On its surface, "T-Pain performing at a comedy festival" might sound like a joke about the Auto-Tune king's long-fought reputation as an artist no one should take seriously.
But on Friday night at Comedy Central's Clusterfest, currently taking over San Francisco's Civic Center, T-Pain took a risk and came out on top, delivering an uncomplicated display of joy at a time when looking detached is fashionable and trolling is currency. And he left the audience beaming.
T-Pain moonwalked to "Blame It" and wound his hips to "Cyclone," dreads swinging and grills gleaming. He was silly and effusive, cracking up the crowd. And although he was surrounded by comedians, T-Pain—who was previously laughed out of hip-hop during a late-2000s backlash against Auto-Tune—proved that he's no joke. In fact, he brought the house down with impressive showmanship and musical skill at Bill Graham Civic Auditorium.
It wasn't without its initial hitches. T-Pain's set was originally scheduled for 5:30pm, a half-hour after festival doors opened—which seemed beneath him as someone with 12 Top 10 Billboard hits and two No. 1 singles. Most fans had yet to pass security at his original showtime. Clusterfest apparently heard the feedback loud and clear, and rescheduled his set for 11:30pm.
"'Since earlier today, I’ve been asking my wife, ‘People gonna come if I do it later?’" he joked with the audience. "I really didn’t think anybody would show up to this sh-t."
But show up they did—Bill Graham, which holds 8,500, looked nearly at capacity, even though T-Pain's set went into the late hours of overtime.
T-Pain seemed much more on top of his game than his 2017 acoustic concert in San Francisco, when he was late and not at his vocal best. Even though T-Pain was riding on a comeback arc following a viral NPR Tiny Desk Concert video that demonstrated his impressive vocal chops sans Auto-Tune, his show at the Independent fell flat.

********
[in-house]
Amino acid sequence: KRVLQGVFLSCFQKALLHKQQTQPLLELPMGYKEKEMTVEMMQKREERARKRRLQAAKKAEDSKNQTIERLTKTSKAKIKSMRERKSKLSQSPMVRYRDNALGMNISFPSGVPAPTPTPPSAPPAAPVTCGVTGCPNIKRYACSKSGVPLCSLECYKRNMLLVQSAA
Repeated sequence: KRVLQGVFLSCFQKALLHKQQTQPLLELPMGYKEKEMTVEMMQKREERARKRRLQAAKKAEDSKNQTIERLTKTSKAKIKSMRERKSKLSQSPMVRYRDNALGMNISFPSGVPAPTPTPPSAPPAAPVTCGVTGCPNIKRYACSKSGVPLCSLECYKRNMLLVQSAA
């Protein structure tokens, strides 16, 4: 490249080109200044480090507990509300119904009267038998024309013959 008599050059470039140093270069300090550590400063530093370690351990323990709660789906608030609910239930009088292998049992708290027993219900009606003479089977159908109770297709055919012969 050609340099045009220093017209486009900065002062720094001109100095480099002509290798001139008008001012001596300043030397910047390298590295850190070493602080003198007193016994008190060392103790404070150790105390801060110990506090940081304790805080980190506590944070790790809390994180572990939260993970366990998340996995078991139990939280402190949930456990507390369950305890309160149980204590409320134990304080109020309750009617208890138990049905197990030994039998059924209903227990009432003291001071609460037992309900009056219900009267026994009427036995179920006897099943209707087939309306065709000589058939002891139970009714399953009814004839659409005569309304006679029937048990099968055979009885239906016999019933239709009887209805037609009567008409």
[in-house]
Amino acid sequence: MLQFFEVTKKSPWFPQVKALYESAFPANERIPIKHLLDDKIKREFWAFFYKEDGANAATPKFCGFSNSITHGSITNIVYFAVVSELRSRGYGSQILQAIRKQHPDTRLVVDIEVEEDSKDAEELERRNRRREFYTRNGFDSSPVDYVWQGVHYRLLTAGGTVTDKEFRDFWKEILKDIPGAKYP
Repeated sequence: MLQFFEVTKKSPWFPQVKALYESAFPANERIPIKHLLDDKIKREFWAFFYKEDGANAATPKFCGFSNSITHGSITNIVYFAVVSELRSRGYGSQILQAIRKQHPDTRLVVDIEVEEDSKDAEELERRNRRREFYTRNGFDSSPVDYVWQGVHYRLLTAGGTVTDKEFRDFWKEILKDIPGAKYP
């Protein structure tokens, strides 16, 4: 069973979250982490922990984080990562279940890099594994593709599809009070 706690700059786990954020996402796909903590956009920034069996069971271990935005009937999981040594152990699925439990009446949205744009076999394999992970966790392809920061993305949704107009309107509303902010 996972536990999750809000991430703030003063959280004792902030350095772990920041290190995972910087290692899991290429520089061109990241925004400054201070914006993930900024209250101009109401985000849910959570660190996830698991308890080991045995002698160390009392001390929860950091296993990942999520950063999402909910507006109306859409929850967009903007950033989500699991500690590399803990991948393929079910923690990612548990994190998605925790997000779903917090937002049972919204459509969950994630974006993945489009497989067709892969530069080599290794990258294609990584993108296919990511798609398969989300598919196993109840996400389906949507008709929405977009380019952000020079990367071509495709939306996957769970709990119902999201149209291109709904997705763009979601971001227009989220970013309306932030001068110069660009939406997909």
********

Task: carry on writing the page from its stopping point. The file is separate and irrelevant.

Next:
But Friday night at Clusterfest, the self-proclaimed "rappa ternt sanga" seemed much more at ease now that he has nothing to prove. The Auto-Tune backlash has long faded. And a quick glance at the current Hot 100 reveals that detractors like Jay-Z (whose fans once shouted "f-ck T-Pain" at concerts) were on the wrong side of history, and that T-Pain is a pioneer of the digitized rap-singing that chart-toppers like Migos and Lil Yachty now practice.
Despite previous ridicule, T-Pain didn't just seem like he was in on the joke at Clusterfest: he seemed above the joke, working his sense of humor to elevate his set above simple nostalgia.
His performance was impressively taut, and he fit the majority of his big hits into 35 minutes while managing to get in plenty of jokes and even some multimedia, starting his set with a documentary-style selfie cam video about his set-time debacle. As he performed sweet-talking hits like "Buy U a Drank" and "Can't Believe It," he seemed genuinely joyous, hamming it up while showing off fancy footwork.
The millennial audience, most of whom were in high school when T-Pain reigned the Billboard charts, gleefully screamed along to the lyrics. Large 3D-graphics of well-endowed dancers and lowriders bathed T-Pain in a Miami Vice glow of teals, aquas and pinks. He also often went off script with soulful vocal runs, dazzling the crowd.
On Friday night, with dancing, singing and comedy, T-Pain proved to be a classic triple threat of entertainment.